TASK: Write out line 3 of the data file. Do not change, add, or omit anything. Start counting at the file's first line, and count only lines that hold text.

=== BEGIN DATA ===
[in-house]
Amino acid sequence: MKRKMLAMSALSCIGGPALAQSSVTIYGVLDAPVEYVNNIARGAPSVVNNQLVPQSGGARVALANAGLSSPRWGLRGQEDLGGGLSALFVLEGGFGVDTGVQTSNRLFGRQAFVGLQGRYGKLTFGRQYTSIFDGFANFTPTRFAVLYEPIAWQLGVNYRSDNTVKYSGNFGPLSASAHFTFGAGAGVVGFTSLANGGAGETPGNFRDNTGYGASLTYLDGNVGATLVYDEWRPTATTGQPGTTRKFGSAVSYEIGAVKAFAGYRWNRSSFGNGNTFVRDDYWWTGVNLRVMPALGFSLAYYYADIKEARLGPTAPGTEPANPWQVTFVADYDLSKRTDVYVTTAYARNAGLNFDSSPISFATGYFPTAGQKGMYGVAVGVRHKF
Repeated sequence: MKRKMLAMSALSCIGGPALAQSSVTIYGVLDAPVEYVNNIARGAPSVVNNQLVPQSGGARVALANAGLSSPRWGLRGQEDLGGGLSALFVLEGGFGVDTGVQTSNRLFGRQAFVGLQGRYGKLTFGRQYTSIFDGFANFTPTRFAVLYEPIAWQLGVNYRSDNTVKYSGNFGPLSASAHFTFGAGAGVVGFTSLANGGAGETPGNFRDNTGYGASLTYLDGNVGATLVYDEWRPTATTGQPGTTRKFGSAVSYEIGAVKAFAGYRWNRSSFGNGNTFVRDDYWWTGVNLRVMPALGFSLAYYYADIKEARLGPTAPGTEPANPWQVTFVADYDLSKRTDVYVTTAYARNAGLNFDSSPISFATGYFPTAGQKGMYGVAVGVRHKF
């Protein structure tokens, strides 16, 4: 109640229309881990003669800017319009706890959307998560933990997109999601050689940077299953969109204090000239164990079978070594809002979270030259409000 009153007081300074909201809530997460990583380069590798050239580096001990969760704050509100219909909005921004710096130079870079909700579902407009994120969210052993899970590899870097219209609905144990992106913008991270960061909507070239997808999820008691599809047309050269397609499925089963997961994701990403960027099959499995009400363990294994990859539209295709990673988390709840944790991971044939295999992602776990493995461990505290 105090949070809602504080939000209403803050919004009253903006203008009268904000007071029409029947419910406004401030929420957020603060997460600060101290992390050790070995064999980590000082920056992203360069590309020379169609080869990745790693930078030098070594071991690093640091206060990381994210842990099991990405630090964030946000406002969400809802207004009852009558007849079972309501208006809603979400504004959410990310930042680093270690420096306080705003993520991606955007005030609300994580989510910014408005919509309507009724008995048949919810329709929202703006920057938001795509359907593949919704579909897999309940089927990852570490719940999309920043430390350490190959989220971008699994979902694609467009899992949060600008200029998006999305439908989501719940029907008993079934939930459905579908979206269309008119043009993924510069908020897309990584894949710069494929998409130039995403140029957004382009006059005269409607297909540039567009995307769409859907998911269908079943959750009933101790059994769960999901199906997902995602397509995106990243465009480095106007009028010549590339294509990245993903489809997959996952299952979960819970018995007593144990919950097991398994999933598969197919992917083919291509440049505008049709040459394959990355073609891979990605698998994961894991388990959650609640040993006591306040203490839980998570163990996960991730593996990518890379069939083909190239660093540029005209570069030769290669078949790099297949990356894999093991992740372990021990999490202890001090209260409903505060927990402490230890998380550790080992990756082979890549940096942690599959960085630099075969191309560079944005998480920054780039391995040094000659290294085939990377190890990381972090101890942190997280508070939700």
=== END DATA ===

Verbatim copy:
Repeated sequence: MKRKMLAMSALSCIGGPALAQSSVTIYGVLDAPVEYVNNIARGAPSVVNNQLVPQSGGARVALANAGLSSPRWGLRGQEDLGGGLSALFVLEGGFGVDTGVQTSNRLFGRQAFVGLQGRYGKLTFGRQYTSIFDGFANFTPTRFAVLYEPIAWQLGVNYRSDNTVKYSGNFGPLSASAHFTFGAGAGVVGFTSLANGGAGETPGNFRDNTGYGASLTYLDGNVGATLVYDEWRPTATTGQPGTTRKFGSAVSYEIGAVKAFAGYRWNRSSFGNGNTFVRDDYWWTGVNLRVMPALGFSLAYYYADIKEARLGPTAPGTEPANPWQVTFVADYDLSKRTDVYVTTAYARNAGLNFDSSPISFATGYFPTAGQKGMYGVAVGVRHKF